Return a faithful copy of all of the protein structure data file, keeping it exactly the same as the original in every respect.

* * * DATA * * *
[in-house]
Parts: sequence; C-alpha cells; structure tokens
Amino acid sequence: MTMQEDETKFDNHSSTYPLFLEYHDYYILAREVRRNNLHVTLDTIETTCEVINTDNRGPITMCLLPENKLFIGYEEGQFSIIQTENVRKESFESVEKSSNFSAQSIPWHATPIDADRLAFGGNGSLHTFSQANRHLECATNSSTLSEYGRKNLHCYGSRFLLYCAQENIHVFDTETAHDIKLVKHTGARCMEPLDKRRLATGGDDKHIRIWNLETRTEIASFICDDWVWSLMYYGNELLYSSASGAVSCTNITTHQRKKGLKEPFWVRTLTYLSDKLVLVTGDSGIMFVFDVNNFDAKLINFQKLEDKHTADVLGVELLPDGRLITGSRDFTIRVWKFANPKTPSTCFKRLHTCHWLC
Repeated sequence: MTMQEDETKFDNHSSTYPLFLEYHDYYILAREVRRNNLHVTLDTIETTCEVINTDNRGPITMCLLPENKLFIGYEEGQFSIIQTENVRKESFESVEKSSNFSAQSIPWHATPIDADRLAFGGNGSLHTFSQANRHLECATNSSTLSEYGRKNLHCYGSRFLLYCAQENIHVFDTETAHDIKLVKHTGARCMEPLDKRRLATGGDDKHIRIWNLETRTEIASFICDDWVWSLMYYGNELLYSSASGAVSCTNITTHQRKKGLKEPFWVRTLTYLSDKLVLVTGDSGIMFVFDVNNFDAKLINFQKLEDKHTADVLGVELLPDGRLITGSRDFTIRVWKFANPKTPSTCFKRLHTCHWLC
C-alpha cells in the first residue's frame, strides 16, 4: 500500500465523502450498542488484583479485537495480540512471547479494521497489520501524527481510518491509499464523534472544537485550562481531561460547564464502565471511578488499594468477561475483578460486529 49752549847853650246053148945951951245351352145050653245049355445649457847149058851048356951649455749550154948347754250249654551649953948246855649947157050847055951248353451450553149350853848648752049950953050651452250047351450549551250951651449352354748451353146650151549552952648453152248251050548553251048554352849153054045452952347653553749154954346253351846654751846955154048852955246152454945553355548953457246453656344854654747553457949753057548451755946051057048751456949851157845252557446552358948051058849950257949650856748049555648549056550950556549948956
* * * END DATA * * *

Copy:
[in-house]
Parts: sequence; C-alpha cells; structure tokens
Amino acid sequence: MTMQEDETKFDNHSSTYPLFLEYHDYYILAREVRRNNLHVTLDTIETTCEVINTDNRGPITMCLLPENKLFIGYEEGQFSIIQTENVRKESFESVEKSSNFSAQSIPWHATPIDADRLAFGGNGSLHTFSQANRHLECATNSSTLSEYGRKNLHCYGSRFLLYCAQENIHVFDTETAHDIKLVKHTGARCMEPLDKRRLATGGDDKHIRIWNLETRTEIASFICDDWVWSLMYYGNELLYSSASGAVSCTNITTHQRKKGLKEPFWVRTLTYLSDKLVLVTGDSGIMFVFDVNNFDAKLINFQKLEDKHTADVLGVELLPDGRLITGSRDFTIRVWKFANPKTPSTCFKRLHTCHWLC
Repeated sequence: MTMQEDETKFDNHSSTYPLFLEYHDYYILAREVRRNNLHVTLDTIETTCEVINTDNRGPITMCLLPENKLFIGYEEGQFSIIQTENVRKESFESVEKSSNFSAQSIPWHATPIDADRLAFGGNGSLHTFSQANRHLECATNSSTLSEYGRKNLHCYGSRFLLYCAQENIHVFDTETAHDIKLVKHTGARCMEPLDKRRLATGGDDKHIRIWNLETRTEIASFICDDWVWSLMYYGNELLYSSASGAVSCTNITTHQRKKGLKEPFWVRTLTYLSDKLVLVTGDSGIMFVFDVNNFDAKLINFQKLEDKHTADVLGVELLPDGRLITGSRDFTIRVWKFANPKTPSTCFKRLHTCHWLC
C-alpha cells in the first residue's frame, strides 16, 4: 500500500465523502450498542488484583479485537495480540512471547479494521497489520501524527481510518491509499464523534472544537485550562481531561460547564464502565471511578488499594468477561475483578460486529 49752549847853650246053148945951951245351352145050653245049355445649457847149058851048356951649455749550154948347754250249654551649953948246855649947157050847055951248353451450553149350853848648752049950953050651452250047351450549551250951651449352354748451353146650151549552952648453152248251050548553251048554352849153054045452952347653553749154954346253351846654751846955154048852955246152454945553355548953457246453656344854654747553457949753057548451755946051057048751456949851157845252557446552358948051058849950257949650856748049555648549056550950556549948956